Neal Huntington’s approach to the off-season

I have a little mental tic where every time any big trade goes down involving any baseball team, I ask myself what it would take for the Pirates to complete the trade themselves. This was born, I think, during the Dave Littlefield era when the Pirates would only rarely target players I thought they should be interested in. I'd see players that I wanted the Pirates to acquire headed to other homes and I'd ask myself if the Pirates were even capable of completing the trades that I wanted to see them make. Under Neal Huntington, the Pirates have been much better about acquiring players that I'm happy to see them acquire, but I still evaluate a big chunk of baseball's biggest deals in my head this way. 

When the Marlins traded a huge chunk of their roster to Toronto last night, my first thought was this: "The Pirates would be win the NL Central next year with Mark Buehrle, Josh Johnson, and Jose Reyes." My second thought was this: "That is true, but crazy." My third thought was, "Seriously, they could never afford that trio and they'd have to gut the farm system for a crazy one-year run that would probably end horribly anyway." In my head, though, I kept constructing a trade because these are the things that I do in my head. After I put together a prospect package, I imagined a panicked Neal Huntington trying to make the case for this deal to Frank Coonelly and Bob Nutting and getting laughed out of the room. 

The Pirates getting in on the Marlins Fire Sale is a ridiculous concept, of course, for the ideas laid out above, but one part of that idea stuck with me. If we accept that the Pirates are at a better point today than they have been on past November 14ths, but that they're still a massively flawed baseball team (they are) and we assume that Neal Huntington has to get the Pirates at least above .500 and probably into the playoffs in 2013 to keep his job (I'd say that he probably does), then I think that a huge question worth asking is how Huntington is planning on approaching this off-season. 

After five off-seasons at the helm, it's not hard to discern Neal Huntington's off-season strategy: look for bargains everywhere. Look for them on the trade market, look for them in free agency, look for them on the scrap heap. In general, this has not yielded a ton of huge returns for the Pirates. Really, you can argue that outside of the bullpen, the only two off-season acquisitions during the entire Huntington era that have helped the Pirates at all have been Garrett Jones (who was a needle-in-a-haystack miracle) and AJ Burnett (who fell into the Pirates' lap). That'd be fine given the market realities of being the Pittsburgh Pirates in 2008-2012, except that the Pirates have tried and failed to fill legitimate holes with free agents (Bedard, Barajas, Barmes, Church, Crosby, etc. etc. etc.) and trades (Iwamura!) over the winter.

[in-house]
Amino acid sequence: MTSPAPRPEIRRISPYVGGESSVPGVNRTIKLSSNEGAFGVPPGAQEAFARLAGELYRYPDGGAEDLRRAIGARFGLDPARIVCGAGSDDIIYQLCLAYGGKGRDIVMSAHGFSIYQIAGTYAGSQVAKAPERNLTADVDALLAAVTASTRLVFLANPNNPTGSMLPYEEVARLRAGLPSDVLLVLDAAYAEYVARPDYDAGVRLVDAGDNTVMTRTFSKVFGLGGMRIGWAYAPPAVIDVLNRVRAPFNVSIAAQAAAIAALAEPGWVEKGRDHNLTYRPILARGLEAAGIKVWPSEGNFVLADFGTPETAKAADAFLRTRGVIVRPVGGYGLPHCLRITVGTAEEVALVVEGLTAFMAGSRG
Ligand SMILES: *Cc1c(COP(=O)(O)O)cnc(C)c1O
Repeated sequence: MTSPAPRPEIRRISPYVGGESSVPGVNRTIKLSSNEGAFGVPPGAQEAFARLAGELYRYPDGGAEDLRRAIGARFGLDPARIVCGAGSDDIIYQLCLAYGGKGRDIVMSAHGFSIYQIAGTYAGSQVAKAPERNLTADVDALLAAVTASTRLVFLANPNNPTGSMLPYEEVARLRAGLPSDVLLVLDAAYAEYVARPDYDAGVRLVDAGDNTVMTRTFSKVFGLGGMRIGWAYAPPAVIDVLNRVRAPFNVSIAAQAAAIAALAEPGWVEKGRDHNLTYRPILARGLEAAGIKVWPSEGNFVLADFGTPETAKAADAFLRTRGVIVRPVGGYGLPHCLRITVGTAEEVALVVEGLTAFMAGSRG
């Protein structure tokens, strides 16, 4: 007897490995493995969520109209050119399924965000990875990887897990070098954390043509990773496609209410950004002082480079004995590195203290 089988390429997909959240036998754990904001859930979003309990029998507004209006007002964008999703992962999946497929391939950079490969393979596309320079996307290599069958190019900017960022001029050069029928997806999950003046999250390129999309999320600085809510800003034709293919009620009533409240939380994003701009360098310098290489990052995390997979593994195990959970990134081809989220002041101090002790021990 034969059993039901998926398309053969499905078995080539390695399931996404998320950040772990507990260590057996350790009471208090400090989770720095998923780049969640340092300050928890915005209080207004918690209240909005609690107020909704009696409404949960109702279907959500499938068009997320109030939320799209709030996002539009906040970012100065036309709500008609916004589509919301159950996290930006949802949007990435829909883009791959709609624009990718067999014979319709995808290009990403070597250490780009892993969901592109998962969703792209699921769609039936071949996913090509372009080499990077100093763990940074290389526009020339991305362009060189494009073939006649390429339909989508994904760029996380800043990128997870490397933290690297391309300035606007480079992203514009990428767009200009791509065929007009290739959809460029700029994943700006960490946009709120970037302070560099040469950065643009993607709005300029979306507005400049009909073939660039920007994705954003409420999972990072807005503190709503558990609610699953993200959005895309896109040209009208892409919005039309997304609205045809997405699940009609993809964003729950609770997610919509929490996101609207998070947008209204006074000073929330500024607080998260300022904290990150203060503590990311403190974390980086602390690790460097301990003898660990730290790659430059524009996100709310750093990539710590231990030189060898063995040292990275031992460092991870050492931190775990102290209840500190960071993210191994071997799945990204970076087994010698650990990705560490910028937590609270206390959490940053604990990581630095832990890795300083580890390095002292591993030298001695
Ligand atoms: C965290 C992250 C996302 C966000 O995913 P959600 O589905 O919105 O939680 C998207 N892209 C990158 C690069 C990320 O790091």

It's tricky to try and gauge what that means for this winter: on one hand, Huntington might feel the urge to do something drastic to save his job, but on the other hand if he does do something with long-term ramifications (say, signing Edwin Jackson to a four-year/$60 million contract), he'll be the person that has to deal with it if it works out. He's also the person that presumably has the most faith in the methodology of this front office, because it's his front office. 

And yet, it's clear that the way that Huntington has approached the off-season in the past hasn't yielded good results and whether or not Huntington thinks his job is on the line, changing the team's off-season approach can't hurt. I'm guessing that if it's going to be different this winter, it's going to be centered on how the Pirates handle arbitration-eligible players. Joel Hanrahan is due to make about $7 million in arbitration, which is a huge chunk of the Pirates' payroll. Jeff Karstens is due about $5 million, which is a lot of money to pay a starter who's unlikely to throw more than 120 innings. Dejan Kovacevic, in particular, has been saying all fall that Karstens probably won't return. Whether the Pirates should keep Karstens or not is certainly its own discussion, but these are the two guys to keep an eye on when figuring out if the Pirates are going to take a different path this winter. 

Either way, this is less of a prediction and more of something to keep in mind as the hot stove heats up. The Pirates have been pretty quiet so far this winter, but I'd be surprised if that lasts much longer. 

Pat Lackey

About Pat Lackey

In 2005, I started a WHYGAVS instead of working on organic chemistry homework. Many years later, I've written about baseball and the Pirates for a number of sites all across the internet, but WHYGAVS is still my home. I still haven't finished that O-Chem homework, though.